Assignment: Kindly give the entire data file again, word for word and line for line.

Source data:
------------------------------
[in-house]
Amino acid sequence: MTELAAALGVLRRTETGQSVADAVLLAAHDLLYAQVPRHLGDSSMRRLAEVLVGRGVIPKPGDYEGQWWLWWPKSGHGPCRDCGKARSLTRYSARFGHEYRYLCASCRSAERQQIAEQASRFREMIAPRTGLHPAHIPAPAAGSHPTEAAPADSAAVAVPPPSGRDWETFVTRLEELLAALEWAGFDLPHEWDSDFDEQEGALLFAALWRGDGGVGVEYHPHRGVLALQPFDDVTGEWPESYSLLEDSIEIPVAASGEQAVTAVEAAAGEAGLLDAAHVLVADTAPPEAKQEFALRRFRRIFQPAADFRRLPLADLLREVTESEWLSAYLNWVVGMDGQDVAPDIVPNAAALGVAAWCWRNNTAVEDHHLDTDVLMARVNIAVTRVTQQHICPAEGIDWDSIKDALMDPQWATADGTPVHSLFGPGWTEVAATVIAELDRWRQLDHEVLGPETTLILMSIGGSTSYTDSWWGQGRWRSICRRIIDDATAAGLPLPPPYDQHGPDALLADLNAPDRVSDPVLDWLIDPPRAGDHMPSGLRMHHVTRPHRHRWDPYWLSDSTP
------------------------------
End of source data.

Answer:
[in-house]
Amino acid sequence: MTELAAALGVLRRTETGQSVADAVLLAAHDLLYAQVPRHLGDSSMRRLAEVLVGRGVIPKPGDYEGQWWLWWPKSGHGPCRDCGKARSLTRYSARFGHEYRYLCASCRSAERQQIAEQASRFREMIAPRTGLHPAHIPAPAAGSHPTEAAPADSAAVAVPPPSGRDWETFVTRLEELLAALEWAGFDLPHEWDSDFDEQEGALLFAALWRGDGGVGVEYHPHRGVLALQPFDDVTGEWPESYSLLEDSIEIPVAASGEQAVTAVEAAAGEAGLLDAAHVLVADTAPPEAKQEFALRRFRRIFQPAADFRRLPLADLLREVTESEWLSAYLNWVVGMDGQDVAPDIVPNAAALGVAAWCWRNNTAVEDHHLDTDVLMARVNIAVTRVTQQHICPAEGIDWDSIKDALMDPQWATADGTPVHSLFGPGWTEVAATVIAELDRWRQLDHEVLGPETTLILMSIGGSTSYTDSWWGQGRWRSICRRIIDDATAAGLPLPPPYDQHGPDALLADLNAPDRVSDPVLDWLIDPPRAGDHMPSGLRMHHVTRPHRHRWDPYWLSDSTP